post #34 of 47

I will demo the Stockli Laser AX in 167 and the head iSupershape Rally in 163.  The skis I eventually select will be used for teaching Levels 5-7 and for use as a versatile harder snow ski to compliment the Kastle FX94 in 166 that I already have. I'm confused. In one of the various threads here about the AX, some people say it's easy, some say it's not easy, one or two said that the Rally is what the AX should have been. When people have negative reactions - about from obvious individual preferences - what are they missing about the AX?  What in particular should I be looking for, sensitive to, when I demo each of these skis?  The Rally being 163 and the AX being 167, there may be a difference of experience caused by length variation. What do you all think? Help me out, please. 

post #35 of 47
Thread Starter 
Quote:
Originally Posted by ventende View Post

Thanks for sharing!

I see that your review was posted last season, but as far as I know the AX 2015/16 is the same product? At least thats what I've heard in shops. I'm considering this ski as a pair number two. I already have the Atomic SX:9 Supercross, so I'm looking for something less stiff so that I can enjoy longer days on piste. The Atomic carvers are great fun but after a couple of hours I'm totally beat. My legs are hurting! Somebody mentioned the Laser AX as a super allrounder that was less wild to handle compared to race carvers but still scoring high on fun factor. I've talked to some sales people that says the AX was the best allrounder they demoed in 2014, but I don't know if that's just sales talk or autentic response. Still, I've read some pretty nice reviews here and there as well. I've actually never read or heard anything really negative about the Stockli AX.

I'm an intermediate+ skier wanting to further my turn skills. I ride mostly on groomed slopes. I skied a lot growing up then made a "comeback" about 7 years ago. Would you say the AX is hard to handle or is it difficult to make'em carv? Perhaps it's not the greatest of questions but I'm afraid they will be so much harder to carve than my Atomic carvers. I've seen some inspiring video clips of people skiing allmountain skis pretty agile, with both short and long carved turns. I'm not quite at that level yet, but need as ski to grow with. At the same time I want to be able to ski those long 8-9 hours days with my friends without having to take 30 minutes breaks every hour cause my legs are totally exhausted from handling those race carvers.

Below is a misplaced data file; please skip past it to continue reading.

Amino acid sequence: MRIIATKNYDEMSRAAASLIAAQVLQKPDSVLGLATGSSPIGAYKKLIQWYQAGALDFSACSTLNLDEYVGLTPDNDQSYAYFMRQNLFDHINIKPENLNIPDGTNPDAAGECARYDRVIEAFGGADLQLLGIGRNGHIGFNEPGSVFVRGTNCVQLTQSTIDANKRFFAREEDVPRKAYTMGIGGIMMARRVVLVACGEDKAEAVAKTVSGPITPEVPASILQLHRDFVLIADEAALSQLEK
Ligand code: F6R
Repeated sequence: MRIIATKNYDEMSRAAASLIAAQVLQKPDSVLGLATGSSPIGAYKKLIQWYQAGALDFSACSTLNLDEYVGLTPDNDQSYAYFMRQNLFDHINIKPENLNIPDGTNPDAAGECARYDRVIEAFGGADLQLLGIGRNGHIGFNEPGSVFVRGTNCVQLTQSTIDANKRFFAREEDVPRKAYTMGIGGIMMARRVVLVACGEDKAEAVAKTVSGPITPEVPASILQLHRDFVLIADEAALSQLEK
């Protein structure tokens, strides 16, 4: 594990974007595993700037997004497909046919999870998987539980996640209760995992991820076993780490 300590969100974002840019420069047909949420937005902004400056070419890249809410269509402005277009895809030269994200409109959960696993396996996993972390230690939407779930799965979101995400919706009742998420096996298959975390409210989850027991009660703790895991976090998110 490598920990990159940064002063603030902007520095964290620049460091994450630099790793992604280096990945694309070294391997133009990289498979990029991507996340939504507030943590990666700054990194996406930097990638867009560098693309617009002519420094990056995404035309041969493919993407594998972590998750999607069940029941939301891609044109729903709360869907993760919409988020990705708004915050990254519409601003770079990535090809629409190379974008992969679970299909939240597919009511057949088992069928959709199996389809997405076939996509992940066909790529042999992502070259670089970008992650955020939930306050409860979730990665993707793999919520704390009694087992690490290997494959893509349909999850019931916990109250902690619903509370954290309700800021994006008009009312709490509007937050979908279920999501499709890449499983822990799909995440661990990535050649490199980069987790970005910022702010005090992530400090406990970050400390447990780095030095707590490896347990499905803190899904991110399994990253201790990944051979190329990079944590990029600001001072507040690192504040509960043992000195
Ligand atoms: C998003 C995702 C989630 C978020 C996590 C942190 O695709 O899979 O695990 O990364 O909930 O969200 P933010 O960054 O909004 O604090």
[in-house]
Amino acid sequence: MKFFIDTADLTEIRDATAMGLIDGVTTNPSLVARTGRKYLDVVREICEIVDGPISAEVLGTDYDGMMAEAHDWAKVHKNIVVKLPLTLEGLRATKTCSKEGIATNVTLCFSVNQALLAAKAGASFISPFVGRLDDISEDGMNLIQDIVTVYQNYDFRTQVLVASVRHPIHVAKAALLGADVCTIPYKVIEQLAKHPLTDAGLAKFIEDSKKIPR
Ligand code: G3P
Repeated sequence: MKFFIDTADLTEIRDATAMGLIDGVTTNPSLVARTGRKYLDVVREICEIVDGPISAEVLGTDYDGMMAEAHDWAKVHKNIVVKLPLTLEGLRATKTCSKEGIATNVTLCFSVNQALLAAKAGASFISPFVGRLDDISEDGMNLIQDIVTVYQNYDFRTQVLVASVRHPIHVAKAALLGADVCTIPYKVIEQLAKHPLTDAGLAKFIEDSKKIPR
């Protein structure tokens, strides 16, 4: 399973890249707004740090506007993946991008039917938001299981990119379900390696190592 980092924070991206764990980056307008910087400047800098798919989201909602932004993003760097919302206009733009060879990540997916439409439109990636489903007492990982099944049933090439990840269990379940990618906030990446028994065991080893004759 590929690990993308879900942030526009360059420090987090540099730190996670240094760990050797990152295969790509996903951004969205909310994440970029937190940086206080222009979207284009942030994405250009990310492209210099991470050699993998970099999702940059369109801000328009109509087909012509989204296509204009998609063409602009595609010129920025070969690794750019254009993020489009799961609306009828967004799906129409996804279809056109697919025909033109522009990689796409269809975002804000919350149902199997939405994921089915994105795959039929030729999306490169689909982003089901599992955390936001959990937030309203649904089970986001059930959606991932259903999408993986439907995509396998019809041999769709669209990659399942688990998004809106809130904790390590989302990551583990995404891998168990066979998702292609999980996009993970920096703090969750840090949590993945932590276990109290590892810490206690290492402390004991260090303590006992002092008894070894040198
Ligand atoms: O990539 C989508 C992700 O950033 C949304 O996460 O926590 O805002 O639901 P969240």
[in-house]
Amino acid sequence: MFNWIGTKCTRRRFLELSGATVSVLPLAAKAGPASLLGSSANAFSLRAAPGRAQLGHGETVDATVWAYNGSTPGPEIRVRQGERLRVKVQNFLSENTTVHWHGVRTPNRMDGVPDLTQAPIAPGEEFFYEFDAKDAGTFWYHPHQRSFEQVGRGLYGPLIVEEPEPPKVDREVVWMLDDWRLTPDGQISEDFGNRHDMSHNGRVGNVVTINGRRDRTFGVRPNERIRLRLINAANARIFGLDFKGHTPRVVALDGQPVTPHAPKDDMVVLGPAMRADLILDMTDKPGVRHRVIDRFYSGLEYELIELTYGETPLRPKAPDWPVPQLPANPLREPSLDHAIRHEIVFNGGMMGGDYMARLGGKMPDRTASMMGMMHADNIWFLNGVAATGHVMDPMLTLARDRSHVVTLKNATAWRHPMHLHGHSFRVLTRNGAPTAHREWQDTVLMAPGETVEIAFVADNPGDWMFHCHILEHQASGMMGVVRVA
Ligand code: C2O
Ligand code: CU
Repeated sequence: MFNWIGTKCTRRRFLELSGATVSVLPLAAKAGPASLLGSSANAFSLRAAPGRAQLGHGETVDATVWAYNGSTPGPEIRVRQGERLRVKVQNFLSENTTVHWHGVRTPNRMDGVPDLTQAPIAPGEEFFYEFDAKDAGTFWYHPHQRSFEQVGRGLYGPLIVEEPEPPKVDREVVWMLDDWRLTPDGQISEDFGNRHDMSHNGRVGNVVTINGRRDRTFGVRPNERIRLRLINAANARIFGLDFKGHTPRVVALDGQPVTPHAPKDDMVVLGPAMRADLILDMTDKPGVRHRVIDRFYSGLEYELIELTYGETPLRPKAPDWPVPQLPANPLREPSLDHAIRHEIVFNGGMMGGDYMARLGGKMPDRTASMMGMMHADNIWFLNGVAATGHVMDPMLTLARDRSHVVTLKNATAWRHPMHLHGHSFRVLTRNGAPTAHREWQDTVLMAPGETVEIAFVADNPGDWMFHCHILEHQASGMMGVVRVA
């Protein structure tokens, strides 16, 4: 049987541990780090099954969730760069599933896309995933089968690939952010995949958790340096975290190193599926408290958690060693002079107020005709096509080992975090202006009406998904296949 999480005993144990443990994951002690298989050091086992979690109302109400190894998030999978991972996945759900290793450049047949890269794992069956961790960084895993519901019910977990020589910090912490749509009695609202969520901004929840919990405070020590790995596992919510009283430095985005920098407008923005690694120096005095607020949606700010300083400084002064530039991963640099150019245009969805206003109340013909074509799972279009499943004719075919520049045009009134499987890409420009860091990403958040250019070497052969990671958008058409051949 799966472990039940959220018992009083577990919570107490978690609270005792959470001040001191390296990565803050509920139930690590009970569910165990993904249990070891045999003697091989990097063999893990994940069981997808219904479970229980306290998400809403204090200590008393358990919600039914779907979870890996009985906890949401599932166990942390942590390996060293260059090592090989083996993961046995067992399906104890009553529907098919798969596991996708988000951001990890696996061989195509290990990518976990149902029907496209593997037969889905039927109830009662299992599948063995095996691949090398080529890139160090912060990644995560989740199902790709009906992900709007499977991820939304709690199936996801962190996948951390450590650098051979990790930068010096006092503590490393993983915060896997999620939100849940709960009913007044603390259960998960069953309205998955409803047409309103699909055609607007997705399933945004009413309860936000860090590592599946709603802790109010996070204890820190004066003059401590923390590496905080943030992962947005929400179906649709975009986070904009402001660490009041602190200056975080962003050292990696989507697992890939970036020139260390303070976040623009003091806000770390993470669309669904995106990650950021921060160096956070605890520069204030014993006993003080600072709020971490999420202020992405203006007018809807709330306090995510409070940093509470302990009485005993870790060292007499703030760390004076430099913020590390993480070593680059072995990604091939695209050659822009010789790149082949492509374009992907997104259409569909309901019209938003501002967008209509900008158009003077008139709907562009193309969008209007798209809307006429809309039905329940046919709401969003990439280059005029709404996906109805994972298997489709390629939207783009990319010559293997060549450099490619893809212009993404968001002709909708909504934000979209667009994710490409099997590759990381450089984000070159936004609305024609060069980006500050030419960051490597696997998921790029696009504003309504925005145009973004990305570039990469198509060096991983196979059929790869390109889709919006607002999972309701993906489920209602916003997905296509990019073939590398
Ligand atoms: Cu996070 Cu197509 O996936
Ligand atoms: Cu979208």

The suggested AX ski length for my height was 175 cm in the shop. My carvers are 170 cm. The sales person said that I would need those 175 cm in order to get a stable ride in high speeds (I love speed) and he told me that it wouldn't be any problems at all making short turns even if the ski is 5 cm longer than my Atomics.


Age: 42
Gender: Male
Height: 180 cm (5.9 foot according to the calculator)
Weight: Approx. 93 kg (205 ibs according to the calculator)

So, what do you say - should I get them?


I own this ski, and ski it every day every where. It is decidedly not a ski for those who cannot ride the center of a high-performance ski. In fact, it will "reward" such skiing with an uncomfortable, demanding ride.

If the Atomic is "too much," I think the AX will be even more demanding for you. The ski is really about balancing well along the ski and being able to guide the ski through the turn.

That said, it's so much fun it must be illegal. tongue.gif
post #36 of 47

Hi,